Engineers from the United Nations mission in Haiti have started preparing the ground for the establishment of new and better camps to house hundreds of thousands of people left homeless after January’s catastrophic earthquake, the head of UN peacekeeping operations said today.
The Haitian Government had on 19 March issued a decree identifying the sites where new camps expected to provide displaced people better shelter during the rainy season will be set up, Alain Le Roy, Under-Secretary-General for Peacekeeping Operations, told reporters in New York.
“Work has already started to prepare the ground for the relocation of the camps. Now that we have the sites, we will do the work as soon as possible,” said Mr. Le Roy. He said engineers from the UN mission in Haiti, known as MINUSTAH, were working with those from the US military to prepare the ground for the camps.
Mr. Le Roy, however, acknowledged that it will not be possible to provide everyone in need with adequate shelter before the upcoming rainy season, given the large number of people who required it.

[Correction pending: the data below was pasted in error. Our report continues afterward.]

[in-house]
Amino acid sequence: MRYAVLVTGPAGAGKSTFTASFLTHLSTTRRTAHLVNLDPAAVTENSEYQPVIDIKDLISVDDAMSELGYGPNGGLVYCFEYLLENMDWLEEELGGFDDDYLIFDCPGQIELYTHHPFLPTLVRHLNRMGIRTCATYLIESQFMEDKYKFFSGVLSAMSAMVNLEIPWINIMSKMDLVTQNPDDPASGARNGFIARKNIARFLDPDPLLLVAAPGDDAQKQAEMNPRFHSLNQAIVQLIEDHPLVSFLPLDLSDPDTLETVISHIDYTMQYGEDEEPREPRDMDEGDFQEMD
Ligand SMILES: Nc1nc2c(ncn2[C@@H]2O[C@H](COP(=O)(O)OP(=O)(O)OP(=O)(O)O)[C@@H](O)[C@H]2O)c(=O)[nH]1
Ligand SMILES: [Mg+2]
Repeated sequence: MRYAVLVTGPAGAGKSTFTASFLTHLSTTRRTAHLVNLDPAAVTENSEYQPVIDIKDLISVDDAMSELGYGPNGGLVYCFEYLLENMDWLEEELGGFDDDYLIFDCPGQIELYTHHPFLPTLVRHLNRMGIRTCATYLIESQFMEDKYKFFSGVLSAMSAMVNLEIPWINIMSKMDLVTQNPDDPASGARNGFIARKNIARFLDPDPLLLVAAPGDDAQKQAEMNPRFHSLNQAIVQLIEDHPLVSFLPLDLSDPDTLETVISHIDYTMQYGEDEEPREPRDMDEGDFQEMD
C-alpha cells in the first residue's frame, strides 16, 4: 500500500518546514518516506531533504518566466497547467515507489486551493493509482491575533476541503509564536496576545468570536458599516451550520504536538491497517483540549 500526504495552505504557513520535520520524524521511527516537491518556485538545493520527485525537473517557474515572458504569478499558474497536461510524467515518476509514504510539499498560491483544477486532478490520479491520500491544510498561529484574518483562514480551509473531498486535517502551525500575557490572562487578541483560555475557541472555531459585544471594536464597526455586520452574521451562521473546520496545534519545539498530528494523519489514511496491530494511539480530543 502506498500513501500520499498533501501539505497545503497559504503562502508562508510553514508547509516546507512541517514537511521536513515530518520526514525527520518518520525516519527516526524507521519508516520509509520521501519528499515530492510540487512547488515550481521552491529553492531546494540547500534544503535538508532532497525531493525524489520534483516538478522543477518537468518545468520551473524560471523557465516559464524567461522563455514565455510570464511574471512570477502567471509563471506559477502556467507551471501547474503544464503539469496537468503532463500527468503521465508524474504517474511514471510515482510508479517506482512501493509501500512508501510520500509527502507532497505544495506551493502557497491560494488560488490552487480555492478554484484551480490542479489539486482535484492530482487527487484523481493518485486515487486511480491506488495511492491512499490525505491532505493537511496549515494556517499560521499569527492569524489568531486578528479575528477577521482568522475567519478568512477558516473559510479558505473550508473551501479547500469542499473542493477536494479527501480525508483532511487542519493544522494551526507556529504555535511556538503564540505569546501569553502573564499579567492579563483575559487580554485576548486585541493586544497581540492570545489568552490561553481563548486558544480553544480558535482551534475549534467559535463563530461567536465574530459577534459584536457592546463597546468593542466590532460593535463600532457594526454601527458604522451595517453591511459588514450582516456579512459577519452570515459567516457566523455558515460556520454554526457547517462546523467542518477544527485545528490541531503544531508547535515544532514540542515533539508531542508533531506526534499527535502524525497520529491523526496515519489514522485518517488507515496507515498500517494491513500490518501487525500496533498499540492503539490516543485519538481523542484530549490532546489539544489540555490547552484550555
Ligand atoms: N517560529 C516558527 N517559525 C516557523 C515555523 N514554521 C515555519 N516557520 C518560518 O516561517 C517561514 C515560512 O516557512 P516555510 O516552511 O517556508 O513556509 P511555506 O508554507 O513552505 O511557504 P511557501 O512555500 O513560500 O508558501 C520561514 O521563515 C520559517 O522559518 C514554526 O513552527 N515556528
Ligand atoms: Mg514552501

Speaking at the same briefing, Under-Secretary-General for Field Support Susana Malcorra, said that the crisis in Haiti had been complicated by the fact that the devastation happened in an urban setting with a complex land tenure and limited infrastructure. Thus there was a delay is identifying proper sites for the camps. “We need not underestimate the complexity of this huge humanitarian catastrophe,” she said.
Mr. Le Roy said UN police were now working with the Haitian national police to patrol most of the main spontaneous camps where those displaced had settled to prevent cases of sexual assault against women. Efforts had also been made to improve security at night by lighting up the camps with solar-powered lamps.
Responding to a question about sexual abuse by UN peacekeepers, he said the policy of zero-tolerance for such misconduct continues, but stressed that the vast majority of the 140,000 UN peacekeepers deployed in various mission around the world conducted themselves with integrity.
Asked about reported demands by the Democratic Republic of the Congo (DRC) and Chad for the UN to withdraw peacekeepers from both countries, Mr. Le Roy said consultations were ongoing. He said a Secretary-General’s report on the “options and scenario” for the UN mission in DRC, MONUC, will be ready at the beginning of April and would propose withdrawing troops from the more stable western regions of the DRC, but recommend that MONUC continues to play its role in the east, where conflict and insecurity remain widespread.